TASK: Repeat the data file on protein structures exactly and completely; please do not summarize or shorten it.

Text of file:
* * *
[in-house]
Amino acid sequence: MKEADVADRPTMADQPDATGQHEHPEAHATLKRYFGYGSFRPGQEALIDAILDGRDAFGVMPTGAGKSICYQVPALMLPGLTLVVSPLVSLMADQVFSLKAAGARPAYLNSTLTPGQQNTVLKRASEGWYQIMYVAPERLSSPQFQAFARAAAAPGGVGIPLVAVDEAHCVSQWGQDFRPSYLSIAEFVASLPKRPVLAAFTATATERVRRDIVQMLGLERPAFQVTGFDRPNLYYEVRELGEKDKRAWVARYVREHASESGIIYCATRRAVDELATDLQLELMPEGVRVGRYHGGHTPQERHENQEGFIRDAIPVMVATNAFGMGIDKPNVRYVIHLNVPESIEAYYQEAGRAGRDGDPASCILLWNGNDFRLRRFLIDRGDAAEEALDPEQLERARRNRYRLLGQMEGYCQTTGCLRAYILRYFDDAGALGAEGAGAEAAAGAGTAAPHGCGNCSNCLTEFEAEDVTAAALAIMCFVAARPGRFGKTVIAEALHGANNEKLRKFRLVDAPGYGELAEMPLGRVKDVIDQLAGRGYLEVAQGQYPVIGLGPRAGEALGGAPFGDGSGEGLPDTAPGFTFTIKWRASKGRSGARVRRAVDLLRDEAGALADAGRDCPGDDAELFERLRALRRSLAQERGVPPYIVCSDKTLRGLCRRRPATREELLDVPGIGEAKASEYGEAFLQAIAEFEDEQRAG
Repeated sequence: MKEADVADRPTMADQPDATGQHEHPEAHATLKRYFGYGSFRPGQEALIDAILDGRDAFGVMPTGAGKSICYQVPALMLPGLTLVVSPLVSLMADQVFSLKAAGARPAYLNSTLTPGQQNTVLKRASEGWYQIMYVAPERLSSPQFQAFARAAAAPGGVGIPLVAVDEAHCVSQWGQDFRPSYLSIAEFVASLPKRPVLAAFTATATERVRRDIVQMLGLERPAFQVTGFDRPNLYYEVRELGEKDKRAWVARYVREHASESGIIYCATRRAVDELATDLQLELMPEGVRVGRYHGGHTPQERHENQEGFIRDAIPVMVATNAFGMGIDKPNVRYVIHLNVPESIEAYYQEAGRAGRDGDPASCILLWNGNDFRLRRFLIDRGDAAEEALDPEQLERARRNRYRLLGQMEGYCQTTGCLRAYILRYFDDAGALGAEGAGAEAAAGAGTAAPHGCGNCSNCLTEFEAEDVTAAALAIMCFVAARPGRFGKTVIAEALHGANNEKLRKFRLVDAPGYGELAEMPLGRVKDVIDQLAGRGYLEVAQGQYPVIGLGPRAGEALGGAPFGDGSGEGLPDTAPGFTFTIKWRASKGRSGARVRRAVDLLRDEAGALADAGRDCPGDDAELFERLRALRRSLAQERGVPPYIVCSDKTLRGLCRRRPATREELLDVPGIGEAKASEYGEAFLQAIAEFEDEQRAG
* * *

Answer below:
[in-house]
Amino acid sequence: MKEADVADRPTMADQPDATGQHEHPEAHATLKRYFGYGSFRPGQEALIDAILDGRDAFGVMPTGAGKSICYQVPALMLPGLTLVVSPLVSLMADQVFSLKAAGARPAYLNSTLTPGQQNTVLKRASEGWYQIMYVAPERLSSPQFQAFARAAAAPGGVGIPLVAVDEAHCVSQWGQDFRPSYLSIAEFVASLPKRPVLAAFTATATERVRRDIVQMLGLERPAFQVTGFDRPNLYYEVRELGEKDKRAWVARYVREHASESGIIYCATRRAVDELATDLQLELMPEGVRVGRYHGGHTPQERHENQEGFIRDAIPVMVATNAFGMGIDKPNVRYVIHLNVPESIEAYYQEAGRAGRDGDPASCILLWNGNDFRLRRFLIDRGDAAEEALDPEQLERARRNRYRLLGQMEGYCQTTGCLRAYILRYFDDAGALGAEGAGAEAAAGAGTAAPHGCGNCSNCLTEFEAEDVTAAALAIMCFVAARPGRFGKTVIAEALHGANNEKLRKFRLVDAPGYGELAEMPLGRVKDVIDQLAGRGYLEVAQGQYPVIGLGPRAGEALGGAPFGDGSGEGLPDTAPGFTFTIKWRASKGRSGARVRRAVDLLRDEAGALADAGRDCPGDDAELFERLRALRRSLAQERGVPPYIVCSDKTLRGLCRRRPATREELLDVPGIGEAKASEYGEAFLQAIAEFEDEQRAG
Repeated sequence: MKEADVADRPTMADQPDATGQHEHPEAHATLKRYFGYGSFRPGQEALIDAILDGRDAFGVMPTGAGKSICYQVPALMLPGLTLVVSPLVSLMADQVFSLKAAGARPAYLNSTLTPGQQNTVLKRASEGWYQIMYVAPERLSSPQFQAFARAAAAPGGVGIPLVAVDEAHCVSQWGQDFRPSYLSIAEFVASLPKRPVLAAFTATATERVRRDIVQMLGLERPAFQVTGFDRPNLYYEVRELGEKDKRAWVARYVREHASESGIIYCATRRAVDELATDLQLELMPEGVRVGRYHGGHTPQERHENQEGFIRDAIPVMVATNAFGMGIDKPNVRYVIHLNVPESIEAYYQEAGRAGRDGDPASCILLWNGNDFRLRRFLIDRGDAAEEALDPEQLERARRNRYRLLGQMEGYCQTTGCLRAYILRYFDDAGALGAEGAGAEAAAGAGTAAPHGCGNCSNCLTEFEAEDVTAAALAIMCFVAARPGRFGKTVIAEALHGANNEKLRKFRLVDAPGYGELAEMPLGRVKDVIDQLAGRGYLEVAQGQYPVIGLGPRAGEALGGAPFGDGSGEGLPDTAPGFTFTIKWRASKGRSGARVRRAVDLLRDEAGALADAGRDCPGDDAELFERLRALRRSLAQERGVPPYIVCSDKTLRGLCRRRPATREELLDVPGIGEAKASEYGEAFLQAIAEFEDEQRAG